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One for the Road - chapter 1

Since One for the Road releases on THURSDAY, I thought today would be a good chance to share a sneak peek at chapter 1 with you. Meet Max. --- St. Jack’s Bay was the last place Max wanted to be. In fact, when he left it behind ten years before, he’d sworn on every grave in town that he’d never be back. Unfortunately, life made a liar out of him and he hoped he wasn’t going to be cursed for the rest of his life as a result, even though being in St. Jack’s Bay again felt like curse enough.

He’d done his best to stay away. There were times he resorted to sleeping on couches when he was between apartments, once even sleeping in his car when a new landlord miscounted the numbers of days in a month and left him homeless for the entirety of May 31. Even when his mom got sick and his younger sister had begged him to come home, he’d remained steadfast in his resolution to never set foot again in the small coastal town that held nothing more for him than heartache and broken promises.

His sister told him he was being dramatic, that a high school heartbreak was no reason to pretend an entire region on the map didn’t exist. But Max saw no harm in trying and he’d done fine, until his sister had called him at 2:17 in the morning, five days earlier, to tell him that their mom had finally died. Not finally in like a breath of relief at the finality of it, but finally in the way it was something they’d been anticipating for the past handful of years, though her health hadn’t quite seemed that far gone yet.

He offered her condolences, and she told him to get fucked. Then she sent him a thousand dollars for a plane ticket, and he chose to not wonder where his sister got that kind of money. Instead, he begrudgingly packed a hiking backpack worth of clothes and caught the first flight home.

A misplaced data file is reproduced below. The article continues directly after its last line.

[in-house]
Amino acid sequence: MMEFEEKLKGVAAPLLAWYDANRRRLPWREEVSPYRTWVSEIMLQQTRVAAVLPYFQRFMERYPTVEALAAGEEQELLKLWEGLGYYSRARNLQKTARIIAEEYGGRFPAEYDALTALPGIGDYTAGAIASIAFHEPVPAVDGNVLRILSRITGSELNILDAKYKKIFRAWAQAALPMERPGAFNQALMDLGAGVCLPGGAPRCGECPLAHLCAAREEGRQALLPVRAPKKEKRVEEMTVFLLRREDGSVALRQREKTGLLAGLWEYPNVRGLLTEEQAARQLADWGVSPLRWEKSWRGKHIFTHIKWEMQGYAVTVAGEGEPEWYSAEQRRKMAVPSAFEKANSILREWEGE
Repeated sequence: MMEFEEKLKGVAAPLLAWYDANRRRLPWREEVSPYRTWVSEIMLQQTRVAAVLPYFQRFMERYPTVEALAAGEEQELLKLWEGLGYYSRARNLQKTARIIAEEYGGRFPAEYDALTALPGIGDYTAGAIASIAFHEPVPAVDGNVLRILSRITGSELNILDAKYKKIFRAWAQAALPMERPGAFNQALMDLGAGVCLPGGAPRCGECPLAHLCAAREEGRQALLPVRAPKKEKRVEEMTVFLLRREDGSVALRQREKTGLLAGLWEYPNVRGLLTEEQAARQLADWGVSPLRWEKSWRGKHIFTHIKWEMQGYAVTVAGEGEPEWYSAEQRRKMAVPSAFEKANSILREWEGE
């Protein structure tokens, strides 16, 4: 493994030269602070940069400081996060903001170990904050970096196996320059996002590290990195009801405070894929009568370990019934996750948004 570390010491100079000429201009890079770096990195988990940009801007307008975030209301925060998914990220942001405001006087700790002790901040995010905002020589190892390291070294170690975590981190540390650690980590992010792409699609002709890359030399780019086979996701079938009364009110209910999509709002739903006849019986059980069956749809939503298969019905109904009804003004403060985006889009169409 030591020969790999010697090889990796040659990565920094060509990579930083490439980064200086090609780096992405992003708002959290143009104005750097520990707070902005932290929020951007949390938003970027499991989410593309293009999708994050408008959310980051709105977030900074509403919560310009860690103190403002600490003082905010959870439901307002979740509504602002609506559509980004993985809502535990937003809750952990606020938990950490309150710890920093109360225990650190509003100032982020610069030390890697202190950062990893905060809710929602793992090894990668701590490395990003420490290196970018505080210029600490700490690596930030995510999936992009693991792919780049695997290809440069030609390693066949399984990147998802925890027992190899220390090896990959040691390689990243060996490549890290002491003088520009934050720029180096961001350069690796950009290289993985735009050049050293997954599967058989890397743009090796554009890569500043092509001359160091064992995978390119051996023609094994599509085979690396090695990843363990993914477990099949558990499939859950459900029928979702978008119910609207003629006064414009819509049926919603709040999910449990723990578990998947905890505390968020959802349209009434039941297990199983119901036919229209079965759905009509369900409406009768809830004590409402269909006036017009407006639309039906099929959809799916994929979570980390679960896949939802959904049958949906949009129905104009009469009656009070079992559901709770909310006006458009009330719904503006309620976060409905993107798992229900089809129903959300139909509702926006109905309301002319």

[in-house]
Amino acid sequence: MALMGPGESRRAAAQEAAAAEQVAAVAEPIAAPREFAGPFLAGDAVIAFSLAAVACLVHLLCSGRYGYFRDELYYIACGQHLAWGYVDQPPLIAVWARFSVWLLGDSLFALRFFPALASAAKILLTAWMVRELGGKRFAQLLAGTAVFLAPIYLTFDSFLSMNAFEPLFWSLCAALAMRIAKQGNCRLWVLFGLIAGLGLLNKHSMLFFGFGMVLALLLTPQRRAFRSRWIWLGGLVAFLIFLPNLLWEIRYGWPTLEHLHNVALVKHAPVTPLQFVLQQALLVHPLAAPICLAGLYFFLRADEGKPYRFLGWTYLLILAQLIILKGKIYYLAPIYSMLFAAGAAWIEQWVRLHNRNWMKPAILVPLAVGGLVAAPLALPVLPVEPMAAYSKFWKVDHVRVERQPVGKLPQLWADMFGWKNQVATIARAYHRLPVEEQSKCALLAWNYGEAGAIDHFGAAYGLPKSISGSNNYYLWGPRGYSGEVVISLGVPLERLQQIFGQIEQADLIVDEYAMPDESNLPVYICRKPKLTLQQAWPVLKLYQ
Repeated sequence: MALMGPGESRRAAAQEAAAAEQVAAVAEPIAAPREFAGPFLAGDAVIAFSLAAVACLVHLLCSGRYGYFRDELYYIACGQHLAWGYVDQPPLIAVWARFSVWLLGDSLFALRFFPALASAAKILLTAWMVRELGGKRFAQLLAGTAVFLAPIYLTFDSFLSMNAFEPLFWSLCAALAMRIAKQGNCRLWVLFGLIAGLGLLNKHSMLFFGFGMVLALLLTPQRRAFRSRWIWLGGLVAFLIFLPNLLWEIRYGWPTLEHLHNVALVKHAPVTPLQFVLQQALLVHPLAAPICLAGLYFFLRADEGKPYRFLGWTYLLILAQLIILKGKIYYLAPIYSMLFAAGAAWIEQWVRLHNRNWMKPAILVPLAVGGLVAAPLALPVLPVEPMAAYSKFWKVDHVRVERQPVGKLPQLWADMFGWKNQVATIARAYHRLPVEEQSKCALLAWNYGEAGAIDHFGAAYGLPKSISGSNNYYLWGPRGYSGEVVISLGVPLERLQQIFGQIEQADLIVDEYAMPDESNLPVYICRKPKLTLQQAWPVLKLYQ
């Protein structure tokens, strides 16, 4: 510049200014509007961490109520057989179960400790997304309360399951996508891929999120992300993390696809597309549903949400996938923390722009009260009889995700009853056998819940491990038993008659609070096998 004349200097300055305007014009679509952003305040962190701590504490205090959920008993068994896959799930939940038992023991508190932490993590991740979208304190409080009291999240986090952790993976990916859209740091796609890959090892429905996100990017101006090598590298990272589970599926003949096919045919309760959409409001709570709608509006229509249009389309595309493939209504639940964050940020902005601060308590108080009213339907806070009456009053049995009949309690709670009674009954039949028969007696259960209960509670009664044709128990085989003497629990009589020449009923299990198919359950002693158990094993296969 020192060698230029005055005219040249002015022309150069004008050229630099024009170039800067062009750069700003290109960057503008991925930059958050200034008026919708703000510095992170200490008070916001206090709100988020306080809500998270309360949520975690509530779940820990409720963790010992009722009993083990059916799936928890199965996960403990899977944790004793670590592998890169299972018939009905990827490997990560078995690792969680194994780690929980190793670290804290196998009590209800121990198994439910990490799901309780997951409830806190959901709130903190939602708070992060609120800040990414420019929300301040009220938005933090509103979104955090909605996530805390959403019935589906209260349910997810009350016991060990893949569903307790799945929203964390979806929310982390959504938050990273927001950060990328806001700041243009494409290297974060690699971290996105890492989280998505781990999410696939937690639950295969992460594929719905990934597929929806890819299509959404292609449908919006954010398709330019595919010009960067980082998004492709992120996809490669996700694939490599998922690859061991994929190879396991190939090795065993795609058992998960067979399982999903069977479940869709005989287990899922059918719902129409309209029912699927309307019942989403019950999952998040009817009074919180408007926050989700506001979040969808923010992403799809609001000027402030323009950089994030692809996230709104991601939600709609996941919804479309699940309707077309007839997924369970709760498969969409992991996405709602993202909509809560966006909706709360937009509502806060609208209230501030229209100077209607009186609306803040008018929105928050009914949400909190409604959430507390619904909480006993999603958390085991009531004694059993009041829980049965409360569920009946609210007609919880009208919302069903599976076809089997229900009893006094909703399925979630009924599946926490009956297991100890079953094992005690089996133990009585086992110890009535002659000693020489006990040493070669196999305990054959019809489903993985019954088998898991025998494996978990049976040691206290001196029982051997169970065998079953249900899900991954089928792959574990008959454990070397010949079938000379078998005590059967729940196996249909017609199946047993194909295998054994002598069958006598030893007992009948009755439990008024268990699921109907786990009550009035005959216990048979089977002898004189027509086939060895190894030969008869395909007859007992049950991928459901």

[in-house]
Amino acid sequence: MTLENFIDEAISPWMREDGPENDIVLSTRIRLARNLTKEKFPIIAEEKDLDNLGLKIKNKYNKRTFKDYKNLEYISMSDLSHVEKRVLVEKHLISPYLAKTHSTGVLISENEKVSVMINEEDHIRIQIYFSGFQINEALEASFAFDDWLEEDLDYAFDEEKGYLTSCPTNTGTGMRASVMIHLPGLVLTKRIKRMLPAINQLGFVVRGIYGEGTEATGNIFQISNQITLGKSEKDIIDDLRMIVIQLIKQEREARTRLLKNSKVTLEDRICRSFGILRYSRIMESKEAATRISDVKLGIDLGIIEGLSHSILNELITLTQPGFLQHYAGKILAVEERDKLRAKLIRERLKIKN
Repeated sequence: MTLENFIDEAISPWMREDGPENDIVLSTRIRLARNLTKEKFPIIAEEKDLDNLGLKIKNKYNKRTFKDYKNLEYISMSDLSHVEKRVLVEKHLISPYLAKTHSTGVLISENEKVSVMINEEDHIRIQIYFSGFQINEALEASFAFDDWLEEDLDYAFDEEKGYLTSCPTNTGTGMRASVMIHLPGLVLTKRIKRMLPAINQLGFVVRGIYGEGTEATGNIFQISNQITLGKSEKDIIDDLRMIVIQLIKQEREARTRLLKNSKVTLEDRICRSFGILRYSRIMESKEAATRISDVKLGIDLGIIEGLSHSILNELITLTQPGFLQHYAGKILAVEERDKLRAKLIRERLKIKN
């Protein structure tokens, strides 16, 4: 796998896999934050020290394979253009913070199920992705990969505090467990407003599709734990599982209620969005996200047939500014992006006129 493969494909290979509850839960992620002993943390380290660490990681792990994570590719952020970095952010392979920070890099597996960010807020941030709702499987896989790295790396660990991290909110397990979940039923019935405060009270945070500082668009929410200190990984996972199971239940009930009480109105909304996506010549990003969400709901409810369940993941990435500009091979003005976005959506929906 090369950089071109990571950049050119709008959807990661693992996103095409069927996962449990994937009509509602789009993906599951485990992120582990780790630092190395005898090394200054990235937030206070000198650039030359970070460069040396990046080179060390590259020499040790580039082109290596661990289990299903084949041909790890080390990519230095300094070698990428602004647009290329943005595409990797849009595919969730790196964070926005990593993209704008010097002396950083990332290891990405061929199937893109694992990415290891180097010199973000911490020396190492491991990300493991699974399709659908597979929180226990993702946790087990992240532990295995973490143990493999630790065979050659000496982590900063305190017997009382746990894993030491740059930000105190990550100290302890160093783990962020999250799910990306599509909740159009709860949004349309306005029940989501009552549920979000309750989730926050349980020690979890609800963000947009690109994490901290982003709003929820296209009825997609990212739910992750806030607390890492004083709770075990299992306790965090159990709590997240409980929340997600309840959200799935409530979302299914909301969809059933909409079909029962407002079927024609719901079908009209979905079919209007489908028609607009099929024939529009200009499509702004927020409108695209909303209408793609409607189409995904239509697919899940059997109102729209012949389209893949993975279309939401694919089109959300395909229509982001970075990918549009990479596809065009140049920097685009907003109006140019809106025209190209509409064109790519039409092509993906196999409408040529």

Lydia picked him up from the airport with tired eyes and a bottle of whiskey in the cup holder of her car.

“Have you been drinking and driving?” he asked, throwing his bag into the back seat and buckling himself in.

“What day is it?” she asked.

“Saturday.”

“Probably.” Lydia gave a quick glance down at the bottle, tipping it to the side and then scoffing. “Actually, no. This one is still sealed. It was a gift.”

“From who?”

“Don’t ask questions you don’t want the answers to, Maximillian,” she chided, heading onto the dark and bumpy road that led to the east side of town where their childhood home stood.

Lydia ignored him for the rest of the drive, pulling up in front of the white clapboard house and cutting the ignition. They sat in the car together, staring up at the two-story house that had definitely seen better days, but was still filled with memories. Some he treasured and some he would have paid his entire savings account—which wasn’t much—to forget.

“How did it happen?” he asked, the question he’d recited over and over in his head for the entire five-hour flight east.

“She was asleep,” Lydia said on a breath. “I…I think it was peaceful.”

“Was she alone?”

“I was at work.”

“What even do you do for work these days?” he asked, looking down at the liquor bottle and back up to her.

“I told you not to ask questions you don’t want the answers to.” Lydia shoved the door open and climbed out of the car, stalking on her own up the rickety and peeling stairs. The porch light blinked to life from her movement, casting a putrid glow across the porch while she fumbled with the lock and then pushed the door open. She didn’t bother to wait for him. She didn’t even look back.

Max closed his eyes, rubbing the bridge of his nose and gathering the courage to go inside. He’d done the hard part, right? He was back in town and that was the worst of it. So why couldn’t he get out of the car?

He must have taken too long because the screen door slammed open, the light blinked back to life, and his angry and tired sister yelled at him from the porch.

“Are you coming in or not?”

He opened the door and leaned out, body still in the seat. “I don’t know.”

“You’re a child.” She rolled her eyes. “Your room has clean sheets if you want a bed. If not, lock my car before you tuck in for the night so Mushy Jack doesn’t get you.”

He huffed out a laugh. “You don’t believe in him still, do you?”

Lydia gestured to the swampy marshland around the property, the pussywillows and the towering trees that had sprung up from the muck and the mud. “Of course I believe in him. I also believe that I’m tired, so…bye.” Reserve your copy to see what happens next...click here!

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